How to Close the Skills Gap in Data Center Transformation?

There’s a reason why enterprise organizations are slow to migrate out of legacy data center models: the task of this transition is incredibly complex, and can require specialized tools and resources not readily in supply within the organization.

Count specialized infrastructure skill-sets among the resource shortages holding up cloud migration projects. According to research from Gartner, fewer than 10 percent of enterprise organizations had developed skills for the hybrid and multicloud infrastructure automation required to transition those companies away from legacy data center operations.

By 2025, only 50 percent of enterprises are projected to onboard or develop those skills, underscoring the reality that legacy data center models will continue to constrain operations at many enterprise organizations well into the future.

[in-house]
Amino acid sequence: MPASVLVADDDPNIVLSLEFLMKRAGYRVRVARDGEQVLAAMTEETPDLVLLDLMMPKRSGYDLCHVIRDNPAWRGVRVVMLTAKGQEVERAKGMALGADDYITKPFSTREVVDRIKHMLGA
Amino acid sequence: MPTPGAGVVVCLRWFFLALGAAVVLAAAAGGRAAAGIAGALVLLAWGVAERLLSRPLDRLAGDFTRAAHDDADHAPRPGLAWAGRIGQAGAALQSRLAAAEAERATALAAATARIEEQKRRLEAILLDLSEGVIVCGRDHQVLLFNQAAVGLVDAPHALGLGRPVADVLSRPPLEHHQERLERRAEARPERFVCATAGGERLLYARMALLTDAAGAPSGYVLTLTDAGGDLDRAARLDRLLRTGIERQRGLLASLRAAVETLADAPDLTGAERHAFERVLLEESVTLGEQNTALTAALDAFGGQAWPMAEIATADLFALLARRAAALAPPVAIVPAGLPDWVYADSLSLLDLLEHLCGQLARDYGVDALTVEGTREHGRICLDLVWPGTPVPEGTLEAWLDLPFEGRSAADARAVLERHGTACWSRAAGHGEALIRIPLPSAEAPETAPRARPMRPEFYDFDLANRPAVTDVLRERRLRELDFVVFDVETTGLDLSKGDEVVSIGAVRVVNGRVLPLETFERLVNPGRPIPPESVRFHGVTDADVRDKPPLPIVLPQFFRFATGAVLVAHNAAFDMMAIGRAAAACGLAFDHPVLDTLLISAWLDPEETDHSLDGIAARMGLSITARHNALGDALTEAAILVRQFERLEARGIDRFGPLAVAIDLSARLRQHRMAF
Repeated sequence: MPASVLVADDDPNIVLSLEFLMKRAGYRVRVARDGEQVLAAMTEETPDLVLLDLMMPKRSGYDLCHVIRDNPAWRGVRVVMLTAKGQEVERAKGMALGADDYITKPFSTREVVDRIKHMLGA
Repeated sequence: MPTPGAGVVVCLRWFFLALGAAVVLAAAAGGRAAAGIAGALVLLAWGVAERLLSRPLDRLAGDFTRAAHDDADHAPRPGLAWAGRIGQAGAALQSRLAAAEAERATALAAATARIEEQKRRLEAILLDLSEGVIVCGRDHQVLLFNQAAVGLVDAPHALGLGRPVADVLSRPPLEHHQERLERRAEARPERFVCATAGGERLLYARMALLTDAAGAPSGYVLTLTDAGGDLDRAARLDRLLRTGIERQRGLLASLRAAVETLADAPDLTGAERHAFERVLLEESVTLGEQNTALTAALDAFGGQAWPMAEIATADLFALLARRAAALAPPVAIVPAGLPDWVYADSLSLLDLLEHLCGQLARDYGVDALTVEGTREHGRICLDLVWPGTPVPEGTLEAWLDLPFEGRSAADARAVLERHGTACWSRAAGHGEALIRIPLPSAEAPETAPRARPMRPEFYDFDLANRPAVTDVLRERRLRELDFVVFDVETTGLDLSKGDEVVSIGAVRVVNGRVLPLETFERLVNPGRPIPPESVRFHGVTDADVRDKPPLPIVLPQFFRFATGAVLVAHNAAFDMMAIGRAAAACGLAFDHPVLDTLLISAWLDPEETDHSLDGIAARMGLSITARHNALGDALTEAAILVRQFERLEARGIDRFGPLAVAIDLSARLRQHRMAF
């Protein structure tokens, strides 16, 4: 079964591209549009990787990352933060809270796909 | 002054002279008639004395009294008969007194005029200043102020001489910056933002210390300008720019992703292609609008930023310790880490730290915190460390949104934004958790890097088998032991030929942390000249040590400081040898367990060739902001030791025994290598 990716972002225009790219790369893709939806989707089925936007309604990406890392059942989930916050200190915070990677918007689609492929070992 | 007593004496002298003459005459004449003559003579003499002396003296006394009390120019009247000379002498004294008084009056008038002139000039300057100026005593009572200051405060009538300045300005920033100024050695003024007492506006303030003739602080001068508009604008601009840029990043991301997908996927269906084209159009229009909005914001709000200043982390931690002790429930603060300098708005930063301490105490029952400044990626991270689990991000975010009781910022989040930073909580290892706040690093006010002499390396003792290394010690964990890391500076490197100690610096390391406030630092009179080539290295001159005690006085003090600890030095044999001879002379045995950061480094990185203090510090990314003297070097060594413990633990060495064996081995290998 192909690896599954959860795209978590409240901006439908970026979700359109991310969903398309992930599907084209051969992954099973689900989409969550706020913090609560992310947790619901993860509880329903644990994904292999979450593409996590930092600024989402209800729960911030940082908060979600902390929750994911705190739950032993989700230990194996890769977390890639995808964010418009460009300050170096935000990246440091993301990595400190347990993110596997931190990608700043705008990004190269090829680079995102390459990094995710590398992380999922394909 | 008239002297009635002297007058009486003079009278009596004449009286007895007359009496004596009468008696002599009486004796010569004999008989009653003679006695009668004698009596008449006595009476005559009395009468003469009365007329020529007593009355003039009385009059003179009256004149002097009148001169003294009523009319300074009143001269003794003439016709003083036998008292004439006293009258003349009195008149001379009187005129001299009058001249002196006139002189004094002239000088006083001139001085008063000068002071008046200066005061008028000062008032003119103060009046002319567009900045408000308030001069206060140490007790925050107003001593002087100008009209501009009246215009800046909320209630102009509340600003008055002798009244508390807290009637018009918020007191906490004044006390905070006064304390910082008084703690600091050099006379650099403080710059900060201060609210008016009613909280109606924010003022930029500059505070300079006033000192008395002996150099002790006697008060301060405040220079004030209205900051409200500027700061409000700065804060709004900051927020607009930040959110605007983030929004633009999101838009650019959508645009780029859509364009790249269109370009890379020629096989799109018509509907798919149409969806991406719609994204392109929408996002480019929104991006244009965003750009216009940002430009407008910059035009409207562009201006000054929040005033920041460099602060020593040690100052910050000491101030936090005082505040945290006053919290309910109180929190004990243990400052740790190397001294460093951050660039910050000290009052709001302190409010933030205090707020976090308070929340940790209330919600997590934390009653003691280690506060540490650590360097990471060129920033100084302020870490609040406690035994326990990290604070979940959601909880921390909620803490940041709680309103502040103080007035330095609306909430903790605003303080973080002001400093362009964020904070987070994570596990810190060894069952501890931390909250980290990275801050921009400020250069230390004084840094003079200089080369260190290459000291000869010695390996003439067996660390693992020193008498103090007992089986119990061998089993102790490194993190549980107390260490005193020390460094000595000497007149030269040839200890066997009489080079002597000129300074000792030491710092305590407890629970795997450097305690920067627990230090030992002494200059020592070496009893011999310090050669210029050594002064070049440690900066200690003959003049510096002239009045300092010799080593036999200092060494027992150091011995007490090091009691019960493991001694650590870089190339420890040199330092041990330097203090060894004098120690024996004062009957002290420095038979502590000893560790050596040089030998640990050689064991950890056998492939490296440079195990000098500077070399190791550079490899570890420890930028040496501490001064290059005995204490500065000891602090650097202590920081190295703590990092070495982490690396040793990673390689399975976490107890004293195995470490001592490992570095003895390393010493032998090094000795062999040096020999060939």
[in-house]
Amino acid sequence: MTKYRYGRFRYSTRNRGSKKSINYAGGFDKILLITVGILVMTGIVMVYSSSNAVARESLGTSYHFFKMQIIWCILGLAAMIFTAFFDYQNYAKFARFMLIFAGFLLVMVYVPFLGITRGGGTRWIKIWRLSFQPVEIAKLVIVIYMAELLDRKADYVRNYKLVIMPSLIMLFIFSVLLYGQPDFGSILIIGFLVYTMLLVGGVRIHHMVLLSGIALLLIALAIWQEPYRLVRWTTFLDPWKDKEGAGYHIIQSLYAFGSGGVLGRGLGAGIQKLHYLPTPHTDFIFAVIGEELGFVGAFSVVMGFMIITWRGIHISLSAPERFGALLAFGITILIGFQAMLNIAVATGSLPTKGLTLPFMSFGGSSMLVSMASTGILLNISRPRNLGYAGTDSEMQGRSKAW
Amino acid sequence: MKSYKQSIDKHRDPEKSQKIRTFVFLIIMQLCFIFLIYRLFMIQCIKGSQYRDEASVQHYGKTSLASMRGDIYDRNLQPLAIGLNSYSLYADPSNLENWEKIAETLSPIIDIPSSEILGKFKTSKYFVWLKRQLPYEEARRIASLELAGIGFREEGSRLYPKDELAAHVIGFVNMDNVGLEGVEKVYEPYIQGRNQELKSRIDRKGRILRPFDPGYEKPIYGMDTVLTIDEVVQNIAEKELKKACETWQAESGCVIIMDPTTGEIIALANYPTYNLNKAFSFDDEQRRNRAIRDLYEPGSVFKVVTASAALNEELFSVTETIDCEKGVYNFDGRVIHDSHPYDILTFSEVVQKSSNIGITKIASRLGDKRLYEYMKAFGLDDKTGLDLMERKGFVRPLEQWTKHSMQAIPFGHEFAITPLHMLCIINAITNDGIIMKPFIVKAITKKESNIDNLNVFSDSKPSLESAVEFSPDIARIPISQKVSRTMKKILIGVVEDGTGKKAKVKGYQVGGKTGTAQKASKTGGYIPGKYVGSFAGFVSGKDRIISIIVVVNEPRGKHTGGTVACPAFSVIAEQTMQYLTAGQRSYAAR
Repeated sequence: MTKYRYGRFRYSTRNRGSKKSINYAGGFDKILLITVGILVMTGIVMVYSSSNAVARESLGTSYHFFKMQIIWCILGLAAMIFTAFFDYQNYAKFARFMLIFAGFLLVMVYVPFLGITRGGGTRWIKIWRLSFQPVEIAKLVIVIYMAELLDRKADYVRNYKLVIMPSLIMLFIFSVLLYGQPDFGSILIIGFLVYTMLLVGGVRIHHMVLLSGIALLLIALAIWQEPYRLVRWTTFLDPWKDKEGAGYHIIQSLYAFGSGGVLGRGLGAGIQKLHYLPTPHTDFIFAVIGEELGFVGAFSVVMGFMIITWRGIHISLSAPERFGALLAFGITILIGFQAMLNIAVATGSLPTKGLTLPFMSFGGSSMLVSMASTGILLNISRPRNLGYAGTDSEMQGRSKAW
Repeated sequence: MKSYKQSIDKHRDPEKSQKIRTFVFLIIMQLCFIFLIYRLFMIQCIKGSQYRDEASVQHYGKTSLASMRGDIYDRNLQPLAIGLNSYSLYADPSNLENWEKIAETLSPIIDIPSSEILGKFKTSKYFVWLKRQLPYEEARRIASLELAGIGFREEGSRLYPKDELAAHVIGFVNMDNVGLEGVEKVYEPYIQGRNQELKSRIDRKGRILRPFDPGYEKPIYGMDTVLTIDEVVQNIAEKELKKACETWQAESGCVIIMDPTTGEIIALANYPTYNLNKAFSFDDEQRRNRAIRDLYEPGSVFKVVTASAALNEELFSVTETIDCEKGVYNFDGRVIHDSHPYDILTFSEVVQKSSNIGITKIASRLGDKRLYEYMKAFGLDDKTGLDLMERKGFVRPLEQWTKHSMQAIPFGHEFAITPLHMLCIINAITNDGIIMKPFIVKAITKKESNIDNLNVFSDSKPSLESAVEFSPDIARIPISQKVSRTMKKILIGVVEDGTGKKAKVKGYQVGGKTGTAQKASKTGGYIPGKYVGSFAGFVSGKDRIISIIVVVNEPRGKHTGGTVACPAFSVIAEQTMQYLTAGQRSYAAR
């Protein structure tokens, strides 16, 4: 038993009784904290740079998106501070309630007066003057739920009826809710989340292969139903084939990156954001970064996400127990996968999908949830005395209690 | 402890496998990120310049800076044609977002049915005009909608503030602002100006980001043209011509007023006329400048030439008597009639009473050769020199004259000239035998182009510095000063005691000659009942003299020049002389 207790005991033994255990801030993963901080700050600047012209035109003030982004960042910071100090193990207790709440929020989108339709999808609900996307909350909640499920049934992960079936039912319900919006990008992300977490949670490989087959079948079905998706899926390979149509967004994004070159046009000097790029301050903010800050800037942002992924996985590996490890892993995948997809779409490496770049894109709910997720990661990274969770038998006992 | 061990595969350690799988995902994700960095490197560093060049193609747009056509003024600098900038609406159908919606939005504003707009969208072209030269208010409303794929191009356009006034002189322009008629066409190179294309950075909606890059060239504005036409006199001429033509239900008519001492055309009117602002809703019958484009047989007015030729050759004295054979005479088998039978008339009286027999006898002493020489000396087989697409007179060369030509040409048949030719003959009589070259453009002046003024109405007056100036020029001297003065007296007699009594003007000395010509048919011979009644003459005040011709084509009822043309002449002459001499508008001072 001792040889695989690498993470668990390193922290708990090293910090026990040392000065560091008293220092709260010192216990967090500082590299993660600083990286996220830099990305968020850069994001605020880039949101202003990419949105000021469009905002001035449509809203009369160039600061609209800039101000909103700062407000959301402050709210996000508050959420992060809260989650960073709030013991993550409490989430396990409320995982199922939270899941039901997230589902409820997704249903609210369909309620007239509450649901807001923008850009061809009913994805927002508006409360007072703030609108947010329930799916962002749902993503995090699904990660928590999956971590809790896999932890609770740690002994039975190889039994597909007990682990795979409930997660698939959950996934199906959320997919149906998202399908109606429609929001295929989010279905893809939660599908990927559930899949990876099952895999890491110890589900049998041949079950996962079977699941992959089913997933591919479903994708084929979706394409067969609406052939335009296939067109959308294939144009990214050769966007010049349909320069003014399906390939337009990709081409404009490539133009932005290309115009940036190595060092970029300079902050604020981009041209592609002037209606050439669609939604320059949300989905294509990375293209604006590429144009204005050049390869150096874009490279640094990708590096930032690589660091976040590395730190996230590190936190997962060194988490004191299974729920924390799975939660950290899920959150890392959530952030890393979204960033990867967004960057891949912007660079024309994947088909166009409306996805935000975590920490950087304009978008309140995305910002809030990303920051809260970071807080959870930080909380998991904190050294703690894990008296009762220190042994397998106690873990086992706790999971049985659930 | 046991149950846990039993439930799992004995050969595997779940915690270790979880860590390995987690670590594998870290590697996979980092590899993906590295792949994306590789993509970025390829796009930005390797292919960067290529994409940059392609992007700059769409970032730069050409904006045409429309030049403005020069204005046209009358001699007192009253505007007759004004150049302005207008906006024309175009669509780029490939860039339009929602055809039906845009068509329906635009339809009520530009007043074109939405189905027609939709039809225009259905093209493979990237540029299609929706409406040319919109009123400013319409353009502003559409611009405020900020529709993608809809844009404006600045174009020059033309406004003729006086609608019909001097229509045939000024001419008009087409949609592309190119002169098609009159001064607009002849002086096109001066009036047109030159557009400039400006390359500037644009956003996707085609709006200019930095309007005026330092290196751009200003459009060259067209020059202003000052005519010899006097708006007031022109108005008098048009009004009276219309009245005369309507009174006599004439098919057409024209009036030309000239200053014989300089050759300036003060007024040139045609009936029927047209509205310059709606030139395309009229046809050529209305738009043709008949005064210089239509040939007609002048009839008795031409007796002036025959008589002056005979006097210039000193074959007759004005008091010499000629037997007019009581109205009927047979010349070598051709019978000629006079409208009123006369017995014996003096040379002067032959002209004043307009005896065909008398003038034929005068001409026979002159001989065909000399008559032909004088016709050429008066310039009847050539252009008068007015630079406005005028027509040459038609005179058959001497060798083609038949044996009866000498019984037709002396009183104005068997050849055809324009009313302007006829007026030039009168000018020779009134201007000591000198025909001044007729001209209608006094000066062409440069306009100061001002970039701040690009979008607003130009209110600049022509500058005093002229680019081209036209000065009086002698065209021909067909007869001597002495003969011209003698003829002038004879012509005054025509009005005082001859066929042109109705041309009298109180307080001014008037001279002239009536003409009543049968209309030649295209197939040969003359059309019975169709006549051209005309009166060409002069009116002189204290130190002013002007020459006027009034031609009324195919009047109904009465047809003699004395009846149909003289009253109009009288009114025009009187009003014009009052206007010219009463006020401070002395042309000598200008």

While a lack of skills is a valid reason to delay any IT infrastructure project, legacy data centers remain an unsustainable element of IT infrastructure that must be abandoned to optimize business operations and revenue opportunities.

The Unique Skills Requirements of Data Center Migration

The typical enterprise IT department is staffed with professionals whose skills serve your day-to-day infrastructure needs or long-term IT initiatives. The same is often true when outsourcing IT to a third-party service management provider: while these partners may offer ideal skill-sets for managing and optimizing your existing infrastructure, transitioning to a new data center is a completely different task.

Migrating from legacy data centers to a hybrid or cloud setup requires knowledge on both sides of this IT divide: while IT professionals need to be skilled in cloud automation and the new solutions you’re implementing, they also need to have a working knowledge of your existing legacy data center, including how this infrastructure is supporting other aspects of your digital operations.